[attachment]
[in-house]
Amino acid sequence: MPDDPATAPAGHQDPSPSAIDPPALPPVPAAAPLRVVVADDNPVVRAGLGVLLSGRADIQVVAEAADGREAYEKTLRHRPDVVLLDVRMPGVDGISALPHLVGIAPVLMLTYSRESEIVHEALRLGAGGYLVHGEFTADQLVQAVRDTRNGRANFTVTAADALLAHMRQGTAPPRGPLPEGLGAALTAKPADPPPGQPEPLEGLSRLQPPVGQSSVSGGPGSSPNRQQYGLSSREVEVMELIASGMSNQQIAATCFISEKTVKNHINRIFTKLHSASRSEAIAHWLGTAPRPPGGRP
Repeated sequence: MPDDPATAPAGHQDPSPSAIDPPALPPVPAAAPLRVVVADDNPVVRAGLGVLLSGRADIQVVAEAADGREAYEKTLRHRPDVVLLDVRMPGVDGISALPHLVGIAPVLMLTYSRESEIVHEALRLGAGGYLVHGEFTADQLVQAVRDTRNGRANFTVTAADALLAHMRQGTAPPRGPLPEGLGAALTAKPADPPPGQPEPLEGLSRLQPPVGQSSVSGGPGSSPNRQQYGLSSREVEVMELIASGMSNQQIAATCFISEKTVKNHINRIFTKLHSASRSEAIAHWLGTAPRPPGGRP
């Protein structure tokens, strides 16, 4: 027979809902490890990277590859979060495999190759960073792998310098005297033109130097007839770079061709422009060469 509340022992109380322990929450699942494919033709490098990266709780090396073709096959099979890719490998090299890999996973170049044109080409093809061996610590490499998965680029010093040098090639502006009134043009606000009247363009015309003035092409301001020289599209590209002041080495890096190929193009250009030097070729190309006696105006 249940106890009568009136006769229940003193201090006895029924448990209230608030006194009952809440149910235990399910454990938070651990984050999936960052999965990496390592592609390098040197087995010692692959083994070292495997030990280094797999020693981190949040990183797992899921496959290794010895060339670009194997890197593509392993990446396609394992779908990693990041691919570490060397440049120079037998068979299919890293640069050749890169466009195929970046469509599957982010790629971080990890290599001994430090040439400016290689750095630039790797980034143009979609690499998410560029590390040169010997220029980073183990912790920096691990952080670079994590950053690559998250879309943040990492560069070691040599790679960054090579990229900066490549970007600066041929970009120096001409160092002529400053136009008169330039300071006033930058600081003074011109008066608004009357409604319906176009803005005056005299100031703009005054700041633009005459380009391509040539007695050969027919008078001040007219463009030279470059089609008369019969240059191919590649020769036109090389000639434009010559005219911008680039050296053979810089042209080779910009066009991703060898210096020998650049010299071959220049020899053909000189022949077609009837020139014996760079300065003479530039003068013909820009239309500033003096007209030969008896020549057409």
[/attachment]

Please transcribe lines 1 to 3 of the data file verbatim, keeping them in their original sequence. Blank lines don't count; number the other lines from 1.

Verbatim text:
[in-house]
Amino acid sequence: MPDDPATAPAGHQDPSPSAIDPPALPPVPAAAPLRVVVADDNPVVRAGLGVLLSGRADIQVVAEAADGREAYEKTLRHRPDVVLLDVRMPGVDGISALPHLVGIAPVLMLTYSRESEIVHEALRLGAGGYLVHGEFTADQLVQAVRDTRNGRANFTVTAADALLAHMRQGTAPPRGPLPEGLGAALTAKPADPPPGQPEPLEGLSRLQPPVGQSSVSGGPGSSPNRQQYGLSSREVEVMELIASGMSNQQIAATCFISEKTVKNHINRIFTKLHSASRSEAIAHWLGTAPRPPGGRP
Repeated sequence: MPDDPATAPAGHQDPSPSAIDPPALPPVPAAAPLRVVVADDNPVVRAGLGVLLSGRADIQVVAEAADGREAYEKTLRHRPDVVLLDVRMPGVDGISALPHLVGIAPVLMLTYSRESEIVHEALRLGAGGYLVHGEFTADQLVQAVRDTRNGRANFTVTAADALLAHMRQGTAPPRGPLPEGLGAALTAKPADPPPGQPEPLEGLSRLQPPVGQSSVSGGPGSSPNRQQYGLSSREVEVMELIASGMSNQQIAATCFISEKTVKNHINRIFTKLHSASRSEAIAHWLGTAPRPPGGRP